side, and Mayor Robert A. Campbell
on the Republican, the campaign was
reported as especially intense.
Three Youths Confess To
Attempt To Loot Bank
CHICAGO, March 29. -(A')- A trio
of bank bandits confessed, the police
said today, to attempting to loot the
State bank of Mauston, Wis., and kid-
naping eight hostages in their wild
flight precipitated by the bullets of
a bank cashier fighting off the raid-
Federal officers and police of two
states followed a trail marked by com-
mandeered and abandoned cars along
the 175-mile highway from Mauston
to Chicago, and, seized three youths
who confessed, Chief of Detectives
John L. Sullivan said.

Regents Create Institute
Of Social Sciences;Guthe
Appointed Division Head

Accept Resignation O f
Professor James O'Neill
Of SpeechDepartment
Announce Other
Leaves Of Absence
Four Gifts To University
Are Approved At Meeting
Of Board
The appointment of Prof. Carl E.
Guthe, director of the Museum of An-
thropology, to the position of chair-
man of the division of social science
was approved yesterday afternoon by
the Board of Regents at their regu-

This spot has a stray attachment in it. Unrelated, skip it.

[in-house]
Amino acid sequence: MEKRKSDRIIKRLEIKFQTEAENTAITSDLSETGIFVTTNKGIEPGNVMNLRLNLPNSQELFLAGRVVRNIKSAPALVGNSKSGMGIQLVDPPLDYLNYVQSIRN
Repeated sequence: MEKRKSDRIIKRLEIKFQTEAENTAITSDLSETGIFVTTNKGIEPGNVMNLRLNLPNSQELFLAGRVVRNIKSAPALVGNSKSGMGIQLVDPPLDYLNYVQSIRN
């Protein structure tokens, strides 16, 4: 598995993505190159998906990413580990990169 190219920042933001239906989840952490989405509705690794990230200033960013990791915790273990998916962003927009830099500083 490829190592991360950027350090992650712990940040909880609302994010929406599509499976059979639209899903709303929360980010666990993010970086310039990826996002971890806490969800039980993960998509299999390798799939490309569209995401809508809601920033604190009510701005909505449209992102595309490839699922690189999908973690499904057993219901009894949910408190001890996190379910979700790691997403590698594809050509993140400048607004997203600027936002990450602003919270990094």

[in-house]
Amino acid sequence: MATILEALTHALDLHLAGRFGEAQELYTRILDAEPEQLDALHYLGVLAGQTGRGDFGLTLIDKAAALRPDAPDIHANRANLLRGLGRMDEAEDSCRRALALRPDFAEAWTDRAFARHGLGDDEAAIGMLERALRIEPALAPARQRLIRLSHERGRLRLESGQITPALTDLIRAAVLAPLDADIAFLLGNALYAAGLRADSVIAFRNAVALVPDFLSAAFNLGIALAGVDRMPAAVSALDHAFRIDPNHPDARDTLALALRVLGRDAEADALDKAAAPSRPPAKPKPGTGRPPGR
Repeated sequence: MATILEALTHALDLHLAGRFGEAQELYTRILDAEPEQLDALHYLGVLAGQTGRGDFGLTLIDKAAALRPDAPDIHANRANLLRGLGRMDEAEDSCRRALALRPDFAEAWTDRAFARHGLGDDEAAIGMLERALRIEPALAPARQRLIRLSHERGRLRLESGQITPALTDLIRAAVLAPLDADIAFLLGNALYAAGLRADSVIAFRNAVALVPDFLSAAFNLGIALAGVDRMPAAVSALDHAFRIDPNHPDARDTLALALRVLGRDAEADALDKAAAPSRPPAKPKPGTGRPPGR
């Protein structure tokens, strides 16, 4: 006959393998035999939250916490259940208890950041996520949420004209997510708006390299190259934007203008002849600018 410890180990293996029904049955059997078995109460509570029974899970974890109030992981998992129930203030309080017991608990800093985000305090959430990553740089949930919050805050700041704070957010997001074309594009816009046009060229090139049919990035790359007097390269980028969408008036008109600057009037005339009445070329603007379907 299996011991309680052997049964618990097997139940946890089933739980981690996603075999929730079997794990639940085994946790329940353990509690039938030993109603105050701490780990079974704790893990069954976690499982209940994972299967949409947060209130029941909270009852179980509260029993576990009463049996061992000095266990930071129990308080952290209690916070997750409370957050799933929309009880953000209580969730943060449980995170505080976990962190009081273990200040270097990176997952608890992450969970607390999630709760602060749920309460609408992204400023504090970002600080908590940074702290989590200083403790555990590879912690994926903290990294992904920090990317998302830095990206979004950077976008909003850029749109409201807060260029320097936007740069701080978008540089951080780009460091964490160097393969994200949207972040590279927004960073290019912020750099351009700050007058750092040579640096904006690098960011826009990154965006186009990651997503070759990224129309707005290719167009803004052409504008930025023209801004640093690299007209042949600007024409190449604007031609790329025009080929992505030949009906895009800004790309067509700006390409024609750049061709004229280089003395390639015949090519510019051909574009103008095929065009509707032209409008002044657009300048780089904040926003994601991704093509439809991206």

lar monthly meeting.
The resignation of Prof. James M.
O'Neill of the speech department was
accepted by the Regents. Professor
O'Neill will go to Brooklyn College of
New York City as head of the depart-
ment of speech.
Routine business of granting leaves
of absence and accepting various gifts
to the University occupied the major
portion of the remainder of the meet-
ing held yesterday.
Prof. Rudolf Laun, from Hamburg
University of Germany, was given
the title of visiting professor of polit-
ical science for the first semester of
this year, and for the current semes-
ter, visiting research professor in the
law school.
Four gifts to the University were
accepted, including a donation of
$3,000 from the Carnegie Corpora-
tion of New York City to be used for
the support and publication of a study
of museum exhibits.